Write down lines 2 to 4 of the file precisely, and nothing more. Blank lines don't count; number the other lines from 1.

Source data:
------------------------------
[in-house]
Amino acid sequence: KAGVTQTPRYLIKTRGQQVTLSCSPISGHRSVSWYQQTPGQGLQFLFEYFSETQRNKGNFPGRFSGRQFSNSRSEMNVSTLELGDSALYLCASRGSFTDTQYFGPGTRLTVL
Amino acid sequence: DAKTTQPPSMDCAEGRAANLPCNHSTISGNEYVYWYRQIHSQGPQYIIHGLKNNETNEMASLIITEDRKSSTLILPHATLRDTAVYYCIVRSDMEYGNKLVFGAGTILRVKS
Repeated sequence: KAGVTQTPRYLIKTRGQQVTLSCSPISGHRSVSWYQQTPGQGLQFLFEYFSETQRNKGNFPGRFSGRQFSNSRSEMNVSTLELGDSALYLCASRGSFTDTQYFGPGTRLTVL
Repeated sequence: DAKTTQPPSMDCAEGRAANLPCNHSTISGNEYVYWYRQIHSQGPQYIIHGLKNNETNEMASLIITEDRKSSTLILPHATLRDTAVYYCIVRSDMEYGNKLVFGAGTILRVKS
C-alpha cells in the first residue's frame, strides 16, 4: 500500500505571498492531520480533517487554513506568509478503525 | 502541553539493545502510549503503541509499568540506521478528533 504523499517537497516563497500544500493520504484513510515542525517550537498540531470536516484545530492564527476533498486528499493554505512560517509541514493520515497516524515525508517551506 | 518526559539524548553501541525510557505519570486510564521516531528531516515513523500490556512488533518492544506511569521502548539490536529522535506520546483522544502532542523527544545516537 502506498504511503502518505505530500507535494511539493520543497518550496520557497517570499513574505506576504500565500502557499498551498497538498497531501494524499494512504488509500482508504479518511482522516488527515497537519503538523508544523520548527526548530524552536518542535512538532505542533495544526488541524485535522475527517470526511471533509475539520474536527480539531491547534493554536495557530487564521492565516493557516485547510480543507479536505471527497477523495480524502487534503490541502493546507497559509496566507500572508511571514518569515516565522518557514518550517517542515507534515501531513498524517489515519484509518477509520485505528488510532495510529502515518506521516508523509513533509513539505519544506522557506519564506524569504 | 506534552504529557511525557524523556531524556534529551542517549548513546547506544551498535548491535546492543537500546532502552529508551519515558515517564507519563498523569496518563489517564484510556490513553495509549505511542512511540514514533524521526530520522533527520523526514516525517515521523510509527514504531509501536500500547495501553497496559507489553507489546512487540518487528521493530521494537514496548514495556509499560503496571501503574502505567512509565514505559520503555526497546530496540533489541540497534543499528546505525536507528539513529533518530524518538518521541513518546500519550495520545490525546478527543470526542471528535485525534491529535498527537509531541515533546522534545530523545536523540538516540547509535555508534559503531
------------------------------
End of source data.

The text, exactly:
Amino acid sequence: KAGVTQTPRYLIKTRGQQVTLSCSPISGHRSVSWYQQTPGQGLQFLFEYFSETQRNKGNFPGRFSGRQFSNSRSEMNVSTLELGDSALYLCASRGSFTDTQYFGPGTRLTVL
Amino acid sequence: DAKTTQPPSMDCAEGRAANLPCNHSTISGNEYVYWYRQIHSQGPQYIIHGLKNNETNEMASLIITEDRKSSTLILPHATLRDTAVYYCIVRSDMEYGNKLVFGAGTILRVKS
Repeated sequence: KAGVTQTPRYLIKTRGQQVTLSCSPISGHRSVSWYQQTPGQGLQFLFEYFSETQRNKGNFPGRFSGRQFSNSRSEMNVSTLELGDSALYLCASRGSFTDTQYFGPGTRLTVL